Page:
The decision, though a temporary reprieve, brings us one step closer to ensuring the accuracy of the data used to determine representation in Congress and the annual allotment of more than $880 billion in federal funds to states and local communities.
The ASA and AAPOR have strongly cautioned against the inclusion of the citizenship question at this late stage of the decennial census because the lack of scientific justification and the strong likelihood that census data quality will be compromised by its inclusion. The Bureau itself estimates addition of the question could now discourage a total of 3 million households, or 9 million people, from answering the census questionnaire. An incomplete census will force the government and the myriad users of census data to reckon with flawed data until the next census is conducted in 2030.
As the backbone of the data infrastructure supporting our nation’s economy, health, and well-being, the census must be fair and accurate. Today’s decision makes us optimistic that the professionals at the U.S. Census Bureau will be able to proceed with their important work without concern that an untested and scientifically unjustified question will hamper their efforts. But time is of the essence—with nine months to go to Census Day 2020—as this issue is directed back to district court. It is critical that planning for the census be able to move forward without the uncertainty that the citizenship question might still be included. The litigation, research, and public dialogue over the past year may well exert a chilling effect on the participation of hard-to-count people, including immigrants and noncitizens.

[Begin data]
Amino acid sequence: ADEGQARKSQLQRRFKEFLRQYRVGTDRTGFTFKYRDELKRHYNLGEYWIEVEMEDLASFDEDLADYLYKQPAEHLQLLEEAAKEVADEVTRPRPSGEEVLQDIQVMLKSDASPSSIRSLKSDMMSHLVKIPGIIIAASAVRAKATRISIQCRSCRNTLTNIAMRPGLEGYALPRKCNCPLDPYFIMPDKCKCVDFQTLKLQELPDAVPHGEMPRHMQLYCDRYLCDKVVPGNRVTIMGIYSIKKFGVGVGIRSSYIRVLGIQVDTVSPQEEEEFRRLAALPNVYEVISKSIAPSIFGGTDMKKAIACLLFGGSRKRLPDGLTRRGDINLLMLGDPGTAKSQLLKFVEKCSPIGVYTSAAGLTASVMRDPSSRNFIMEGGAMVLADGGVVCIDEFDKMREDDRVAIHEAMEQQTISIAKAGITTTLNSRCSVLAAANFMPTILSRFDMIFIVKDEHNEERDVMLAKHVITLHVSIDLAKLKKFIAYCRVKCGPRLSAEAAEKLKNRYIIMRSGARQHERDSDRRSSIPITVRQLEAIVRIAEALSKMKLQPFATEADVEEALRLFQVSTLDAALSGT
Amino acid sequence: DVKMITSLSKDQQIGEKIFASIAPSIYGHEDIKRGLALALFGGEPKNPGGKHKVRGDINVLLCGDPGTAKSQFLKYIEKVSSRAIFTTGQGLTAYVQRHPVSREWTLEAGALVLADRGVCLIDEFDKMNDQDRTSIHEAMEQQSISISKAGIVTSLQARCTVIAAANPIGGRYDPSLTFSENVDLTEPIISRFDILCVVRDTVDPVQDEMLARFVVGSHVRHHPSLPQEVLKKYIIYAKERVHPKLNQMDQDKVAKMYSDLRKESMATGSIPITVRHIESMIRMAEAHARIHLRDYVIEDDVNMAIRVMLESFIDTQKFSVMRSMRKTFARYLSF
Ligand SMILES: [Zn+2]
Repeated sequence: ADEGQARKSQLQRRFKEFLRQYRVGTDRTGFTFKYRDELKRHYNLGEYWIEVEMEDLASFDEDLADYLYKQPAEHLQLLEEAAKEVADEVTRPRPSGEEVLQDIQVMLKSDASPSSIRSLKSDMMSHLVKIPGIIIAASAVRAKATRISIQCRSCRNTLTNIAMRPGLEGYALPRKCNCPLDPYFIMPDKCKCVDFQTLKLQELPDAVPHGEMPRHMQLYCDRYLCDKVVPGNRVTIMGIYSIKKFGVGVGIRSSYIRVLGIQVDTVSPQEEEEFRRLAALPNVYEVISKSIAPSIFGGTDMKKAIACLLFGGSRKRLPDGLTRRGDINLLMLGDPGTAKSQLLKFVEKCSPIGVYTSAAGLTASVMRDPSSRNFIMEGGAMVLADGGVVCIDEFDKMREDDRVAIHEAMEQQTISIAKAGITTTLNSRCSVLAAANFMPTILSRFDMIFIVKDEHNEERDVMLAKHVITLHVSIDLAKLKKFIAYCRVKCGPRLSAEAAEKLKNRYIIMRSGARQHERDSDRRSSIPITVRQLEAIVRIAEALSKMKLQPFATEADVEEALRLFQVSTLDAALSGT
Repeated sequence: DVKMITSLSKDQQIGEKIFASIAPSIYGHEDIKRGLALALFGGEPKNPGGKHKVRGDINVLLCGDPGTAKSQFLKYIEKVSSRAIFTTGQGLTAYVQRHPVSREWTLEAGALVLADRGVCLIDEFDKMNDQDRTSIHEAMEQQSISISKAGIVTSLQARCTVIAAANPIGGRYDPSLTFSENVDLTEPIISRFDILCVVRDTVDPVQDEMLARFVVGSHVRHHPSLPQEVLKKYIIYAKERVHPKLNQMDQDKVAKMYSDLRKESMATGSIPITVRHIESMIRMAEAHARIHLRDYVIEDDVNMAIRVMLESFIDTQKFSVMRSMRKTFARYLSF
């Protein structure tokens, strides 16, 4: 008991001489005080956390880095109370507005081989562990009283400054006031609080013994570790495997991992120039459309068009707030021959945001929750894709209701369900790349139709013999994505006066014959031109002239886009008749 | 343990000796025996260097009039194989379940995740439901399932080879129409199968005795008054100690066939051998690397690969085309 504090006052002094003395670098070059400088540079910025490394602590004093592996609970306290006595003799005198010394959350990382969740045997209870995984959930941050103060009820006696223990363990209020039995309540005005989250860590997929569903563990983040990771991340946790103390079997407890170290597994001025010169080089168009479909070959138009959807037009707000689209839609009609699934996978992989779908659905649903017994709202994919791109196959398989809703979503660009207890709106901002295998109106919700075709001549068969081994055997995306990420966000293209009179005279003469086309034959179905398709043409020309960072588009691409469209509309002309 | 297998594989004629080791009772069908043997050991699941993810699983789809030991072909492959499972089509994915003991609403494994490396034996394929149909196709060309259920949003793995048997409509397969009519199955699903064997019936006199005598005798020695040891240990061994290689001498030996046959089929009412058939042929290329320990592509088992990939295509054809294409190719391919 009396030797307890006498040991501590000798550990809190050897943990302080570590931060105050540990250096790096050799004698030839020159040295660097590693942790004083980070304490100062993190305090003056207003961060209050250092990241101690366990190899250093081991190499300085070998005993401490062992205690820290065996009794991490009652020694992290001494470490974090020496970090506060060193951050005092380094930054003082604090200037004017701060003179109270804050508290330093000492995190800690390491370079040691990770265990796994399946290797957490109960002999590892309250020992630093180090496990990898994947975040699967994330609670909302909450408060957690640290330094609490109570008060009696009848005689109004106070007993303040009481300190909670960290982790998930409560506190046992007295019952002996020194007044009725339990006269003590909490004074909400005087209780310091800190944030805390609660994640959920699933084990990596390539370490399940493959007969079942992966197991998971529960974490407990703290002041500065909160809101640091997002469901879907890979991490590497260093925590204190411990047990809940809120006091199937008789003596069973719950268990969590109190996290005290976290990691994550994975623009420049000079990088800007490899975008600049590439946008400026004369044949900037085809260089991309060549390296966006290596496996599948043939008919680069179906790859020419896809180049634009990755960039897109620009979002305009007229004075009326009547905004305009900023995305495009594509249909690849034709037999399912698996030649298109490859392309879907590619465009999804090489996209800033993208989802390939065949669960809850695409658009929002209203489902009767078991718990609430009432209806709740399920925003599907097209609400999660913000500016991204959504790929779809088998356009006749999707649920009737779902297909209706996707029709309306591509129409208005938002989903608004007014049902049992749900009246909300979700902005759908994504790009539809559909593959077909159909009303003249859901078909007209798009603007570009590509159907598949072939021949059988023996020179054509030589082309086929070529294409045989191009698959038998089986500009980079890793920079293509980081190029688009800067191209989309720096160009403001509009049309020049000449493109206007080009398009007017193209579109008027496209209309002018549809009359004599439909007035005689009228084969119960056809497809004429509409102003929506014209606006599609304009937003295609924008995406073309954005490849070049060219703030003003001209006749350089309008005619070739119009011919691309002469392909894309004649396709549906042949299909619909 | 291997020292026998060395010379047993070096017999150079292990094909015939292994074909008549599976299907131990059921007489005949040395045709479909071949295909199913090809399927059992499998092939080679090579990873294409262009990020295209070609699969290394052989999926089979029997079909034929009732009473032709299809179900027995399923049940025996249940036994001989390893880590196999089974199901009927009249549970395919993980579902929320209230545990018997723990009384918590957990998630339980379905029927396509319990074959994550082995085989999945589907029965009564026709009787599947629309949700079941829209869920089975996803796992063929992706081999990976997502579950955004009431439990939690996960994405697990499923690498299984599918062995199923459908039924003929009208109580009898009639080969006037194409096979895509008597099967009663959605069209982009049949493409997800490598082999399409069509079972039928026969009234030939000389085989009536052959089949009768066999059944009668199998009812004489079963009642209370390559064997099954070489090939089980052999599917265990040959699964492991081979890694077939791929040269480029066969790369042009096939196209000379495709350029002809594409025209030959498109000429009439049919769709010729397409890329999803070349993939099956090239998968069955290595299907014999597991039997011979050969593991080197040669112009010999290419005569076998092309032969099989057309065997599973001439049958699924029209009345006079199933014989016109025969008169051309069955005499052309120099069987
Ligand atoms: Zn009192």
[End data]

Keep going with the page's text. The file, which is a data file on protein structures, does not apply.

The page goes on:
No matter the eventual outcome, we urge all residents of the United States to cooperate with and quickly respond to the 2020 Census next year in the spirit of good citizenship and the public good. We will redouble our support for the US Census Bureau and efforts to promote full public participation in the census. Everyone benefits from an accurate, non-partisan Census.